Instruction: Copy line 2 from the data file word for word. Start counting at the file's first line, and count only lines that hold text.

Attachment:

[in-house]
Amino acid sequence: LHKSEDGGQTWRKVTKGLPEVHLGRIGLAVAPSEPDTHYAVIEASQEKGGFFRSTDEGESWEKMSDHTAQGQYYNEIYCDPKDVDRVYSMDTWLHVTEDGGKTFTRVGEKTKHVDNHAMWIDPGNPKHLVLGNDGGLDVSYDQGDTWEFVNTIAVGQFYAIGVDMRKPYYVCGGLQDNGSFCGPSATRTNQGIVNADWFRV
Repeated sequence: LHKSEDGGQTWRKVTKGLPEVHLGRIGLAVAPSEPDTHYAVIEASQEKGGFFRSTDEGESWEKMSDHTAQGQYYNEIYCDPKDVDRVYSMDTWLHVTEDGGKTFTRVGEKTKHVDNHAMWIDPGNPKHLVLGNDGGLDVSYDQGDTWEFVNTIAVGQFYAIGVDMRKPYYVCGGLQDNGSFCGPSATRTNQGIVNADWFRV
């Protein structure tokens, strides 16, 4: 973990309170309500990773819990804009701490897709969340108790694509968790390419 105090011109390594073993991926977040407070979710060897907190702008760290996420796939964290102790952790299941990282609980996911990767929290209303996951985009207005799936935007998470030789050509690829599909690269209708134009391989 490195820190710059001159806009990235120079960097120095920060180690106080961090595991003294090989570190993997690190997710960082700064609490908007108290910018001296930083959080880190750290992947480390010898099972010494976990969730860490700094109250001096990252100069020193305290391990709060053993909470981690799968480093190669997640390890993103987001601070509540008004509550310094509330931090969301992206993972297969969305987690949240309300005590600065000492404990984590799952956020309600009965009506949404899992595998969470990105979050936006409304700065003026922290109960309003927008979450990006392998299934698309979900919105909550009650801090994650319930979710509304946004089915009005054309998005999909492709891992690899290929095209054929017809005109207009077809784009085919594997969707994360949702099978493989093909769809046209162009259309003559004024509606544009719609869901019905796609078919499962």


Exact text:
Amino acid sequence: LHKSEDGGQTWRKVTKGLPEVHLGRIGLAVAPSEPDTHYAVIEASQEKGGFFRSTDEGESWEKMSDHTAQGQYYNEIYCDPKDVDRVYSMDTWLHVTEDGGKTFTRVGEKTKHVDNHAMWIDPGNPKHLVLGNDGGLDVSYDQGDTWEFVNTIAVGQFYAIGVDMRKPYYVCGGLQDNGSFCGPSATRTNQGIVNADWFRV